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Civic Muscle 1

Matt Galloway spoke with the CBC's Mary Wiens. She is producing our series, "Civic Muscle: Building Toronto".
Listen audio (runs 9:33) Listen to all the audio from the series.


We start with the story of Victoria Memorial Square, a small historic park in downtown Toronto.  The park is the site of Toronto's oldest European cemetery, where the bodies of the soldiers stationed at Fort York from 1794 through to the early 1800s were buried.

Scott James, former City Archivist and former managing director of the Toronto Historical Board, says that when those soldiers weren't guarding the fort against invading Americans - a rare event, in any case --  they were armed with spades and pickaxes,  and set to work building Toronto's first roads and sidewalks. 

Today, the original cemetery is marked by a granite monument, where the few remaining tombstones of those early soldiers have been remounted.  Of the original 600 or so tombstones, only 17 of which remain, many were of children and infants.  You can faintly make out one such inscription commemorating the brief life of a 9-month old baby, born to one of the soldiers posted at Fort York.

For James, who lives in the condo building overlooking the square, the story of this public park and the historic burial ground is a story of civic engagement.

"As the first people to move in," says James, "we knew the potential for the park." 

As an archivist, one of his first projects for the City of Toronto was organizing the original records of the Military Burial Grounds Commission.

But it was as a resident living next door to the military cemetery that James became intimately acquainted with the site.  Together with his neighbours around the square, he began a campaign to rescue the delapidated park and its eroding tombstones from more than a century of neglect. 

The City's Parks department had no money to help, so James, together with his neighbours, raised money to hire a landscaper to brainstorm the future of this park.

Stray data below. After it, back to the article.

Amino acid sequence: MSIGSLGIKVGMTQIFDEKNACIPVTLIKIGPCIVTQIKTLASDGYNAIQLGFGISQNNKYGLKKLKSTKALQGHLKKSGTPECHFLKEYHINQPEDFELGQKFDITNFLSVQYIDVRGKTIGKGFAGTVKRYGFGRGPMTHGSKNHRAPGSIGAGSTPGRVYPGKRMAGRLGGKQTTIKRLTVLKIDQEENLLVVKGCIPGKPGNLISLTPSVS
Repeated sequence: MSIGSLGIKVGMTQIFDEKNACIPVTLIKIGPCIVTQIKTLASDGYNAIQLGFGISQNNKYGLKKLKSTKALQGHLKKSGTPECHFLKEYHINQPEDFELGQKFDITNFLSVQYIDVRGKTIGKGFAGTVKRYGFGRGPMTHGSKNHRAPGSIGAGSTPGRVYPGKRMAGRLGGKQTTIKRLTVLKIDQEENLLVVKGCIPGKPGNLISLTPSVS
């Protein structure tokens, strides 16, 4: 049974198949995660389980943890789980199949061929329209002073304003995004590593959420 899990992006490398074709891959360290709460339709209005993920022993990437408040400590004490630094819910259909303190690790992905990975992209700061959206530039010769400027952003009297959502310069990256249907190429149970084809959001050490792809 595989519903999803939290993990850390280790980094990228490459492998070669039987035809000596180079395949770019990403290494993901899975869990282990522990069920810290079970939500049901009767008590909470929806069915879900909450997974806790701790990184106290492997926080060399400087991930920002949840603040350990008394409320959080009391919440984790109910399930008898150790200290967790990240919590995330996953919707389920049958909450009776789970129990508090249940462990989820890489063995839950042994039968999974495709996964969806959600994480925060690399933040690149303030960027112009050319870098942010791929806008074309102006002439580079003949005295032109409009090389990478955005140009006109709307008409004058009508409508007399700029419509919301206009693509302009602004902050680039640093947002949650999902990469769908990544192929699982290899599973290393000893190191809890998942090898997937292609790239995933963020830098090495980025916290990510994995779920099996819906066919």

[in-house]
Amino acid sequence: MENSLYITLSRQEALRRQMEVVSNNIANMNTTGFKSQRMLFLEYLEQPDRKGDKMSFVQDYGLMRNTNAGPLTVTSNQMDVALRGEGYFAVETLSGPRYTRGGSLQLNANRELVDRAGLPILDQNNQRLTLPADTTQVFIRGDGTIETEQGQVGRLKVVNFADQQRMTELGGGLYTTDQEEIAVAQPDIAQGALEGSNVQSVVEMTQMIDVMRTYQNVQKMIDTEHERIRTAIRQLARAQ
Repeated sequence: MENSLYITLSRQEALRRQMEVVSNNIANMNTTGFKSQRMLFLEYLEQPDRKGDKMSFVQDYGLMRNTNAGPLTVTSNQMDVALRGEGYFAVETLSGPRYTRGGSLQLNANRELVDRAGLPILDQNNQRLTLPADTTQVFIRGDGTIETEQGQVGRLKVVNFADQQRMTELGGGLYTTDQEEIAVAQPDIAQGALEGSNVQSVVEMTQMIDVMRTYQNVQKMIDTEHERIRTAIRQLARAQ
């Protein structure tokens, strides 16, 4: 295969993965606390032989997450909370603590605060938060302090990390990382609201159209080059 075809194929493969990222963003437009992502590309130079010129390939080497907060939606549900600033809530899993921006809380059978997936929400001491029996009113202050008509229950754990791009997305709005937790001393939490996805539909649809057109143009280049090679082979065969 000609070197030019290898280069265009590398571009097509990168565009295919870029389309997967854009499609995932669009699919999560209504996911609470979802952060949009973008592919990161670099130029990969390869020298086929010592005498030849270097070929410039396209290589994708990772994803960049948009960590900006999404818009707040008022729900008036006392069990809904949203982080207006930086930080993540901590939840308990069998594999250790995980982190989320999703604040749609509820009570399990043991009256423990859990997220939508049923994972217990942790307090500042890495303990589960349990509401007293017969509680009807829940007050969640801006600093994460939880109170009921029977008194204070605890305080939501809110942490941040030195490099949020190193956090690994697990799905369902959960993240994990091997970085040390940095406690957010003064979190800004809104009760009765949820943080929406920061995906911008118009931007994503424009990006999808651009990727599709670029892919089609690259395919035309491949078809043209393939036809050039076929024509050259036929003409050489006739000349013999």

These were no ordinary residents. Scott's neighbours included architect Ken Greenburg, a former director of the City of Toronto's planning department.   But even with all that high-end talent, Scott was dismayed to find how difficult it was to get the city's parks and recreation department onside.

"I worked for City Hall for 30 years," says James, "and I don't remember it being as difficult to get decisions made, and difficult to get contracts let, and difficult to get contracts adhered to and completed as I've seen in this case."

The residents -- educated, powerful and well-off -- were fortunate to be represented by two consecutive councillors who were eager to help.  They were also savvy enough to work closely with developers in the area, who put up much of the money for park improvements.  And yet, in spite of an abundance of goodwill on the part of so many, James says the municipal government bureaucracy -- from Parks to Public Works to Planning -- was "elaborate, labyrinthine, clumsy and often not transparent."

Dozens of departments all with different, often unco-ordinated agendas, made it hard even for former insiders like James and his well-connected neighbours, to navigate City Hall.
Two centuries ago, the soldiers buried in Victoria Memorial Square helped build Toronto. Perhaps it's no accident that more than 200 years later, the people living next door to their burial ground are prepared to fight for the right to continue building it.

"We're supposed to be partners in this enterprise," says James.   "We're not customers that can be marketed or ignored as the councillors or civil service sees fit.  We're not clients or customers of the government.  We are citizens.  We are the government."